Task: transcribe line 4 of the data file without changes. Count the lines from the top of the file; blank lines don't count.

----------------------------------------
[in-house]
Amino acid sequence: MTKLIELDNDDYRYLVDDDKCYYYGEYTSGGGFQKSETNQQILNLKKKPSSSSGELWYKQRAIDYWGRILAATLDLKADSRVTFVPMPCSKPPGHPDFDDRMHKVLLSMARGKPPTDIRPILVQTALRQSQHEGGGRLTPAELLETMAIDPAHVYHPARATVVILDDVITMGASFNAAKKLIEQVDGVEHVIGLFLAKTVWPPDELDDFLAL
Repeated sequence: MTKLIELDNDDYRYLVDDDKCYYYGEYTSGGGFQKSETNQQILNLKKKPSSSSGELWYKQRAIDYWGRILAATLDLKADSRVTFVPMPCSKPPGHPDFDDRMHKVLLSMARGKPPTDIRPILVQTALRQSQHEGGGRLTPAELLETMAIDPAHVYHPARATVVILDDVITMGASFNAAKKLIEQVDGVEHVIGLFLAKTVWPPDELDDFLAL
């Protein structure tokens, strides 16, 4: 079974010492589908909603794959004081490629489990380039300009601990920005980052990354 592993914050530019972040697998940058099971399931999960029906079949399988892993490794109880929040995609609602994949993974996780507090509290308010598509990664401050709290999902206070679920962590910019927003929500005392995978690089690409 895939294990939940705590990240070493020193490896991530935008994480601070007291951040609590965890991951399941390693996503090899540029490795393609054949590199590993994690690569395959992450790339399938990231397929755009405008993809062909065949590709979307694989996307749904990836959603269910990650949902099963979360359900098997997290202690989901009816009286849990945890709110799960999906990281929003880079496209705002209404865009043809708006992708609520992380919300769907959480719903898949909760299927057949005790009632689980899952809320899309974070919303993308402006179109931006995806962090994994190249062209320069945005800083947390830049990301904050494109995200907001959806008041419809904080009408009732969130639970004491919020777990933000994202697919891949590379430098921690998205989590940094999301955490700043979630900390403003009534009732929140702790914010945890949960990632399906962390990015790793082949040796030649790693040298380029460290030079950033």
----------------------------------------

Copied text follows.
């Protein structure tokens, strides 16, 4: 079974010492589908909603794959004081490629489990380039300009601990920005980052990354 592993914050530019972040697998940058099971399931999960029906079949399988892993490794109880929040995609609602994949993974996780507090509290308010598509990664401050709290999902206070679920962590910019927003929500005392995978690089690409 895939294990939940705590990240070493020193490896991530935008994480601070007291951040609590965890991951399941390693996503090899540029490795393609054949590199590993994690690569395959992450790339399938990231397929755009405008993809062909065949590709979307694989996307749904990836959603269910990650949902099963979360359900098997997290202690989901009816009286849990945890709110799960999906990281929003880079496209705002209404865009043809708006992708609520992380919300769907959480719903898949909760299927057949005790009632689980899952809320899309974070919303993308402006179109931006995806962090994994190249062209320069945005800083947390830049990301904050494109995200907001959806008041419809904080009408009732969130639970004491919020777990933000994202697919891949590379430098921690998205989590940094999301955490700043979630900390403003009534009732929140702790914010945890949960990632399906962390990015790793082949040796030649790693040298380029460290030079950033």